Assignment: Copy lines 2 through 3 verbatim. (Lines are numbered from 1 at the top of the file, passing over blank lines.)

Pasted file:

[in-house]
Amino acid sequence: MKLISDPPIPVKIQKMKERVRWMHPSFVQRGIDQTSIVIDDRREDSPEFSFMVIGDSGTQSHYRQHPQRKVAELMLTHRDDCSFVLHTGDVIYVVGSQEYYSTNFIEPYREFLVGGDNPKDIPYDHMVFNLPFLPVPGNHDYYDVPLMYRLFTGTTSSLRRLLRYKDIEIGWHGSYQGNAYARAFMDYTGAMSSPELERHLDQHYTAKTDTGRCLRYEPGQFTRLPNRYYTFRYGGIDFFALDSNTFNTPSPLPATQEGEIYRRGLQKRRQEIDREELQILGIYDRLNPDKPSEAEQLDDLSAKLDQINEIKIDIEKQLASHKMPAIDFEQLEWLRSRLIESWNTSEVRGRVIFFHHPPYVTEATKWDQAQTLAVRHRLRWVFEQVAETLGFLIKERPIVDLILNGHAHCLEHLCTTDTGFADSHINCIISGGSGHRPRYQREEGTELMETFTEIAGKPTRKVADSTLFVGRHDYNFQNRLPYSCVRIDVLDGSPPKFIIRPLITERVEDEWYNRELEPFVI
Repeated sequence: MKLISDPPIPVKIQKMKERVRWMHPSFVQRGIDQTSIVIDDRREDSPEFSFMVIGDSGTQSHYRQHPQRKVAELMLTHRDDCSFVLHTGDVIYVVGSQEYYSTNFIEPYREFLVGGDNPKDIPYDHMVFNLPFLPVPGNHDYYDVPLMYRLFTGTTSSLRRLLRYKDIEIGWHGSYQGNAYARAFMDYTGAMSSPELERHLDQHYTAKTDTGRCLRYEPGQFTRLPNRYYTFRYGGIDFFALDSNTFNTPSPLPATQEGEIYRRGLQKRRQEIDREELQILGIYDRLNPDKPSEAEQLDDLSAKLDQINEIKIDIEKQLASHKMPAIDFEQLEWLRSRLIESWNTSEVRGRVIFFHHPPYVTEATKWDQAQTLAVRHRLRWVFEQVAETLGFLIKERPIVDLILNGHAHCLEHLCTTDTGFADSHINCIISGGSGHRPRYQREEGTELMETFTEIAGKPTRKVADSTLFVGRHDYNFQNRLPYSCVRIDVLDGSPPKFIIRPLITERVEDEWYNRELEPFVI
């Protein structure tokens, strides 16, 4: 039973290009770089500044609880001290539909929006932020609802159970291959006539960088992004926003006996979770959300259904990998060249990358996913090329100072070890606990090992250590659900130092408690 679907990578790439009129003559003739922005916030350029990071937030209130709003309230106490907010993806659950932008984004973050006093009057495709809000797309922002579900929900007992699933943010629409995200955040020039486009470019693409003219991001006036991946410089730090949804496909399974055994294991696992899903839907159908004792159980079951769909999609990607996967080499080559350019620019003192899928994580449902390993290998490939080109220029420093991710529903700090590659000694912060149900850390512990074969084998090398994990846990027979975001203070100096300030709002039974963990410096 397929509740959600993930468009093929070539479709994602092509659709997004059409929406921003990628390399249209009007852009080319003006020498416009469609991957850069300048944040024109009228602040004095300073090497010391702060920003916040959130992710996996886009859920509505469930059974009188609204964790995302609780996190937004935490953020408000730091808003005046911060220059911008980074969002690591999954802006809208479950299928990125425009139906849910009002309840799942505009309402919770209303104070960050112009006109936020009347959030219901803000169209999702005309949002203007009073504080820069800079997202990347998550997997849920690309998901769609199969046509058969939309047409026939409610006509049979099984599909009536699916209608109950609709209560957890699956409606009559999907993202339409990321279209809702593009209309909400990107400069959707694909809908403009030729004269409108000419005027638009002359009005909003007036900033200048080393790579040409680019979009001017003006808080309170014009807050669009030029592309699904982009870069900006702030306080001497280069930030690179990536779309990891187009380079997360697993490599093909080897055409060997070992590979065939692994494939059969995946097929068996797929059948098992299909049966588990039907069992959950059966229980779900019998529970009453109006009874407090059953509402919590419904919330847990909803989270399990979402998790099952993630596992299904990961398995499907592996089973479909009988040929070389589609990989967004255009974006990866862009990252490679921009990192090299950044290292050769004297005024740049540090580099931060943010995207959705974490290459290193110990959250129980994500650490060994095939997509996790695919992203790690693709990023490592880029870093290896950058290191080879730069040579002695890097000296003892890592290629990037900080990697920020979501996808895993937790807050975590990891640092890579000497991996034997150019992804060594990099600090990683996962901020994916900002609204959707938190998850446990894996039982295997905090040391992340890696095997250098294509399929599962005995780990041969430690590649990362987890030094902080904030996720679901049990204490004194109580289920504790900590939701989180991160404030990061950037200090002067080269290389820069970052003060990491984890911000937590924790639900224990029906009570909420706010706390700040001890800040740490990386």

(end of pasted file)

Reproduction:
Amino acid sequence: MKLISDPPIPVKIQKMKERVRWMHPSFVQRGIDQTSIVIDDRREDSPEFSFMVIGDSGTQSHYRQHPQRKVAELMLTHRDDCSFVLHTGDVIYVVGSQEYYSTNFIEPYREFLVGGDNPKDIPYDHMVFNLPFLPVPGNHDYYDVPLMYRLFTGTTSSLRRLLRYKDIEIGWHGSYQGNAYARAFMDYTGAMSSPELERHLDQHYTAKTDTGRCLRYEPGQFTRLPNRYYTFRYGGIDFFALDSNTFNTPSPLPATQEGEIYRRGLQKRRQEIDREELQILGIYDRLNPDKPSEAEQLDDLSAKLDQINEIKIDIEKQLASHKMPAIDFEQLEWLRSRLIESWNTSEVRGRVIFFHHPPYVTEATKWDQAQTLAVRHRLRWVFEQVAETLGFLIKERPIVDLILNGHAHCLEHLCTTDTGFADSHINCIISGGSGHRPRYQREEGTELMETFTEIAGKPTRKVADSTLFVGRHDYNFQNRLPYSCVRIDVLDGSPPKFIIRPLITERVEDEWYNRELEPFVI
Repeated sequence: MKLISDPPIPVKIQKMKERVRWMHPSFVQRGIDQTSIVIDDRREDSPEFSFMVIGDSGTQSHYRQHPQRKVAELMLTHRDDCSFVLHTGDVIYVVGSQEYYSTNFIEPYREFLVGGDNPKDIPYDHMVFNLPFLPVPGNHDYYDVPLMYRLFTGTTSSLRRLLRYKDIEIGWHGSYQGNAYARAFMDYTGAMSSPELERHLDQHYTAKTDTGRCLRYEPGQFTRLPNRYYTFRYGGIDFFALDSNTFNTPSPLPATQEGEIYRRGLQKRRQEIDREELQILGIYDRLNPDKPSEAEQLDDLSAKLDQINEIKIDIEKQLASHKMPAIDFEQLEWLRSRLIESWNTSEVRGRVIFFHHPPYVTEATKWDQAQTLAVRHRLRWVFEQVAETLGFLIKERPIVDLILNGHAHCLEHLCTTDTGFADSHINCIISGGSGHRPRYQREEGTELMETFTEIAGKPTRKVADSTLFVGRHDYNFQNRLPYSCVRIDVLDGSPPKFIIRPLITERVEDEWYNRELEPFVI